Round two of Kaesong talks to start today
The talks will start at 10 a.m. at the Kaesong complex, located in the city of Kaesong in North Korean territory.
Although the advance schedule says it will be a one-day dialogue, there is a high possibility that the talks could continue until midnight or into tomorrow morning, like the 16-hour marathon discussion that started Saturday morning.
As in the first round, three negotiators will be sent from each country. The lead negotiators will be the same rank as in the talks over the weekend, lower than the vice-ministerial level, according to Seoul’s Unification Ministry.
Officials of both Koreas yesterday exchanged the lists of their negotiators, but the North did not confirm agreement as of press time yesterday.
The owners of 62 out of the 123 South Korean companies operating in Kaesong will also visit the complex today for maintenance checks on their facilities and to retrieve finished products and raw materials stuck in the park for months.
All of them are machinery or electronics manufacturers and only one owner of each company can visit the complex.
“As we expect to hold more talks later, we decided to bring only half of the owners of the 123 companies this time,” a Unification Ministry official told reporters.
“Roughly 100 machinery or electronics manufacturers will visit first, and then we will bring the rest to the next talks.”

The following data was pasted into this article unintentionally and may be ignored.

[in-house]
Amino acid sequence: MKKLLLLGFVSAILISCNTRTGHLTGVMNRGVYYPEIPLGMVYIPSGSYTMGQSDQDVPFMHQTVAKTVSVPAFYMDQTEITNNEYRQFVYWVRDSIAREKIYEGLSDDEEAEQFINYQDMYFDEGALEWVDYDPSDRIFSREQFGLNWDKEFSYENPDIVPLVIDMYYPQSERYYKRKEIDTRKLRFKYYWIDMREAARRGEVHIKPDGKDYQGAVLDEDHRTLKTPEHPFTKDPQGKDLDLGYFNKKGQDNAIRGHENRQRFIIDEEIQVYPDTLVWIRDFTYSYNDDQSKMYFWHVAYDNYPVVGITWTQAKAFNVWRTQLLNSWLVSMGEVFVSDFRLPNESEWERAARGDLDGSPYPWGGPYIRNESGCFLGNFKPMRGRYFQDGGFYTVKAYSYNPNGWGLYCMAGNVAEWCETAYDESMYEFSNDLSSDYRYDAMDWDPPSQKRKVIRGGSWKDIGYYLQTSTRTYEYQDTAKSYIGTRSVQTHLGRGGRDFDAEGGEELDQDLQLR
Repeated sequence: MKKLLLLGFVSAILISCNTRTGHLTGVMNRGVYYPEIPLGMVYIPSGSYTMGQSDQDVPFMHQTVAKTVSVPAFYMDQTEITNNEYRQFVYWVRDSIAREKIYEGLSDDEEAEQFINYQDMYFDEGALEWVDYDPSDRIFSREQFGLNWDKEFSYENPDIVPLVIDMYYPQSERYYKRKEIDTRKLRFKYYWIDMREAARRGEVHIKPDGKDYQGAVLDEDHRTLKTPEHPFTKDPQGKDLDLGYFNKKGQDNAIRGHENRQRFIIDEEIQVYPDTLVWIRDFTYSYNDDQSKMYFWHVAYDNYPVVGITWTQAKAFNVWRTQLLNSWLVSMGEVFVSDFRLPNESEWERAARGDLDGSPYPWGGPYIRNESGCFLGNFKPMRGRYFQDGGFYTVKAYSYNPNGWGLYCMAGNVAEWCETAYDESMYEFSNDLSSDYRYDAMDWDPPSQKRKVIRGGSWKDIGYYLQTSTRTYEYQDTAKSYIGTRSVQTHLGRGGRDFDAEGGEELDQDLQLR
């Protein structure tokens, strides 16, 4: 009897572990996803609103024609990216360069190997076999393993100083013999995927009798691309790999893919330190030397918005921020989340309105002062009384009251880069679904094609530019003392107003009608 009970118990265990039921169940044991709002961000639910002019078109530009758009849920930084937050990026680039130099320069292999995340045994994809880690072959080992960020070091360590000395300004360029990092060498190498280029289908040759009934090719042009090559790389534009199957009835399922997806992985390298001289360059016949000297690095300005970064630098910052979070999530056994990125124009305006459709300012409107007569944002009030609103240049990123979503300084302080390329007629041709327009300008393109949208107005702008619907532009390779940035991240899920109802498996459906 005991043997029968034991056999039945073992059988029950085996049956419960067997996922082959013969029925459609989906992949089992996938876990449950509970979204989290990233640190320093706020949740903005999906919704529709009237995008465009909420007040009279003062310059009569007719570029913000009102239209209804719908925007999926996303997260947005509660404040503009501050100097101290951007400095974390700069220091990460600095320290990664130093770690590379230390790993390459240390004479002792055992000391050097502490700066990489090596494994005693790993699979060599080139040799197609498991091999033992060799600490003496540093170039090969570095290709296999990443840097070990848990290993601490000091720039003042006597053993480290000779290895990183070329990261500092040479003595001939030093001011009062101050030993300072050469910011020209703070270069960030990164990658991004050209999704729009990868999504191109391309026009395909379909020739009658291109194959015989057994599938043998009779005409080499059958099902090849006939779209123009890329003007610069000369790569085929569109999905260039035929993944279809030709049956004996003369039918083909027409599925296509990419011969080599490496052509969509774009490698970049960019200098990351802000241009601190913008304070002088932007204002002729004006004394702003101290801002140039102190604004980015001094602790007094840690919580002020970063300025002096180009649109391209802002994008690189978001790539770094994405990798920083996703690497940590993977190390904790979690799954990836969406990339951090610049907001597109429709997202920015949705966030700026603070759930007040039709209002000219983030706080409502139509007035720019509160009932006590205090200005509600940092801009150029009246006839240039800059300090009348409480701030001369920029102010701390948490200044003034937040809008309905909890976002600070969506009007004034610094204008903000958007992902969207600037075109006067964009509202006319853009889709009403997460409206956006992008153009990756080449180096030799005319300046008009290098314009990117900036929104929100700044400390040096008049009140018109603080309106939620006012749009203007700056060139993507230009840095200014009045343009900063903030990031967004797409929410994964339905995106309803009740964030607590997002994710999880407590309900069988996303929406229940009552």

The official said the remaining 61 owners, who are mostly textiles or clothing makers, will visit the North tomorrow.
Concerns grew among owners of 46 machinery and electronics manufacturers that their facilities and equipment could be harmed by high humidity during the rainy season.
A total of about 150 South Koreans are expected to cross the border today including the negotiators, businessmen, three reporters and government officials.
South Korea sent 25 government officials and workers from KT and the Korea Electric Power Corporation to the complex yesterday for technical preparations such as installing telecommunication devices as the conference room in the complex has not been used for about two months. All of them returned to South Korea yesterday.
It’s been more than three months since North Korea imposed an entry ban on all people and cargo from the South to the zone on April 3.
At the talks over the weekend, both Koreas agreed to restart operations at the complex “as soon as all preparations are completed.”
Still, they had different priorities in the “preparations.” South Korea wants a pledge from North Korea not to make unilateral decisions that hold the park or its workers hostage or threaten the functioning of the businesses. The North wants immediate resumption of operations.
“We should take strong measures to prevent a future entry ban or withdrawal of workers by North Korea,” a South Korean government official told the JoongAng Ilbo yesterday. “This matter will be at the center of the negotiations starting tomorrow.”
“We want a sort of promise by a reliable North Korean official, like signing a paper pledging they would sincerely keep an agreement [with South Korea] from now on.”
BY KIM HEE-JIN [firstname.lastname@example.org]